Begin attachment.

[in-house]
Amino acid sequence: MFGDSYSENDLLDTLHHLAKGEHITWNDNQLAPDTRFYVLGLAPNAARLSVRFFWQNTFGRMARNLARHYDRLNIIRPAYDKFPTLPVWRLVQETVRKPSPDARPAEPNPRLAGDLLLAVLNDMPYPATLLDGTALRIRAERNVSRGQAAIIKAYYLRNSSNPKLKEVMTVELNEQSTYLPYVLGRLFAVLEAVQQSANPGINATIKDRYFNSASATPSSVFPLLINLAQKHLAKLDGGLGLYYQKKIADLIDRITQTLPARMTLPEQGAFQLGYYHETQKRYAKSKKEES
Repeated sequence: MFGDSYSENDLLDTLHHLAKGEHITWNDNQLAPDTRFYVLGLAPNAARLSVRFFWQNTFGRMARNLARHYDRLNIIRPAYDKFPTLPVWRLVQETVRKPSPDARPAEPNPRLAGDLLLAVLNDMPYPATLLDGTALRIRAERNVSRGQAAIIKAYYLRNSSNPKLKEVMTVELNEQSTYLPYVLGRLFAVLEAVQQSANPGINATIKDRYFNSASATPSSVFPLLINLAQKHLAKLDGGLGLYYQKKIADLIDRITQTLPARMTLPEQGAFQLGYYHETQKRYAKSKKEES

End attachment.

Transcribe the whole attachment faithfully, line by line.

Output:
[in-house]
Amino acid sequence: MFGDSYSENDLLDTLHHLAKGEHITWNDNQLAPDTRFYVLGLAPNAARLSVRFFWQNTFGRMARNLARHYDRLNIIRPAYDKFPTLPVWRLVQETVRKPSPDARPAEPNPRLAGDLLLAVLNDMPYPATLLDGTALRIRAERNVSRGQAAIIKAYYLRNSSNPKLKEVMTVELNEQSTYLPYVLGRLFAVLEAVQQSANPGINATIKDRYFNSASATPSSVFPLLINLAQKHLAKLDGGLGLYYQKKIADLIDRITQTLPARMTLPEQGAFQLGYYHETQKRYAKSKKEES
Repeated sequence: MFGDSYSENDLLDTLHHLAKGEHITWNDNQLAPDTRFYVLGLAPNAARLSVRFFWQNTFGRMARNLARHYDRLNIIRPAYDKFPTLPVWRLVQETVRKPSPDARPAEPNPRLAGDLLLAVLNDMPYPATLLDGTALRIRAERNVSRGQAAIIKAYYLRNSSNPKLKEVMTVELNEQSTYLPYVLGRLFAVLEAVQQSANPGINATIKDRYFNSASATPSSVFPLLINLAQKHLAKLDGGLGLYYQKKIADLIDRITQTLPARMTLPEQGAFQLGYYHETQKRYAKSKKEES